Checking in on Hughes’ workloadBy
Down to just the final dozen games of the season, the picture of how the Yankees were going to manage Phil Hughes‘ workload this season is in complete focus. They skipped two of his starts earlier in the year and took advantage of the All Star break to create what amounted to a third skipped start, and he cruises into tonight’s outing against the Rays having thrown 163 innings on the season, by far a career high.
Because lists are nice and easy, here’s a look at Phil’s workloads throughout the years for comparison…
- 2009: 111.2 IP (majors, minors, playoffs)
- 2008: 99.2 IP (majors, minors, Arizona Fall League)
- 2007: 116 IP (majors, minors, playoffs)
- 2006: 146 IP (minors)
- 2005: 86.1 IP (minors)
- 2004: 5 IP (minors, this was his draft year)
So yeah, the 163 innings Hughes has thrown this year is greater than any workload he’s experienced recently. He’s held up pretty well considering, with no discernible loss of velocity or complaints of a dead arm or anything like that. Of course workload related health issues usually don’t pop up until a year or two after the big innings increase, but that’s not something worth worrying about right now. The important thing is that Phil is healthy at the moment and capable of helping his team down the stretch and into the playoffs.
With the way the schedule lines up, Hughes has three more starts left. Tonight against the Rays, Sunday against the Red Sox, and then next Saturday against the Red Sox again. The Yanks have indicated that there are “no plans” to skip another one of his starts this season, so there’s no reason to expect him to miss one of those starts. If anything, they’ll probably cut one or two of them short like they did with Joba Chamberlain last September (not that I approve). After those three starts Hughes would then line up perfectly to start Game Two of the ALDS on normal rest, Game Three on six day’s rest, or Game Four on seven day’s rest. Based on how he feels and pitches the last three times out, the Yanks will have plenty of options for how to deploy him in the postseason.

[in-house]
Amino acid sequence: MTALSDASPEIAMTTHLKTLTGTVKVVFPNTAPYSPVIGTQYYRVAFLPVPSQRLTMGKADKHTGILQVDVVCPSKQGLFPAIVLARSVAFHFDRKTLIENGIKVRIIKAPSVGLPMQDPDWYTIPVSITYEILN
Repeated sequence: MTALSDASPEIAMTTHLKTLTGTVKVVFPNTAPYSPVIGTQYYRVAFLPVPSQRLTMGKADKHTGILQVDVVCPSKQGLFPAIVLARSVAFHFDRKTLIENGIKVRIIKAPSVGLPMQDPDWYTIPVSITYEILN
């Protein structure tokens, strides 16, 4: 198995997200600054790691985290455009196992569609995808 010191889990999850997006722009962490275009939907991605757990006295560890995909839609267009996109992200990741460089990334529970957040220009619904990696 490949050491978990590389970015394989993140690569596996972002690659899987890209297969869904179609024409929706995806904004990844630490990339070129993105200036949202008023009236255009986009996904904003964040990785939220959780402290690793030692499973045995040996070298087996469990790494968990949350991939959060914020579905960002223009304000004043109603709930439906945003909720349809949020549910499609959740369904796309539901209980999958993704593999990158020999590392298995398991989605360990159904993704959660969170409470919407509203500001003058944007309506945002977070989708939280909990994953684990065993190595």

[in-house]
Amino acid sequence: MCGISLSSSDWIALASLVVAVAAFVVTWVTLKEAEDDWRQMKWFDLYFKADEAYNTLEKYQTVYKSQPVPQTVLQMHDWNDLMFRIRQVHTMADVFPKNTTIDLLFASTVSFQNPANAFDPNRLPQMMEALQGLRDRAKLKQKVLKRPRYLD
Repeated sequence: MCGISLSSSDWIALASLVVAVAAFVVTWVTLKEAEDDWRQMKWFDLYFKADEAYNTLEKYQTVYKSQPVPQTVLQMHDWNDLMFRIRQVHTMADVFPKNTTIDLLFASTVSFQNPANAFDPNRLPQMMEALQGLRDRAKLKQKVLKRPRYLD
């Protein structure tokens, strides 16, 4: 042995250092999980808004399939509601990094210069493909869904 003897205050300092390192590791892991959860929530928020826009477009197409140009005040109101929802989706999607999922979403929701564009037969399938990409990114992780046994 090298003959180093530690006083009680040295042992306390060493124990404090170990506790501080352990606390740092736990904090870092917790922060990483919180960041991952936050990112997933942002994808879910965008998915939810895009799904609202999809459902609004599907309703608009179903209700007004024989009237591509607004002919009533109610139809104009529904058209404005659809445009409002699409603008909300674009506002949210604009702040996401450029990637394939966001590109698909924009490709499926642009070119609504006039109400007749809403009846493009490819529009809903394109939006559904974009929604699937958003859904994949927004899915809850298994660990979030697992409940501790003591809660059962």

Let’s just say, hypothetically, that Hughes throws a total of 15 innings in those three starts, even though I suspect it’ll probably be something more like 17 or 18. That would put him at 178 for the season, right in that 175-180 range we all assumed. Didn’t even take any kind of crazy plan or Hughes Rules either, a few skipped starts never hurt anyone. The 178 innings represent roughly a 32 inning jump from his previous career high, set four seasons ago, and about a 66 inning jump from last season.
We have absolutely no way of knowing how Hughes will react to the extra work until next year or maybe even the year after, but it’s hard to consider 2010 anything but a success for the righthander. He’s held up under the workload and his overall body of work amounts to 1.9 WAR, essentially league average right now and he should finish a touch above that at the end of the season. At 24-years-old, Phil’s best years are ahead of him, and the job the Yanks did controlling his innings this year will play a major role in those years.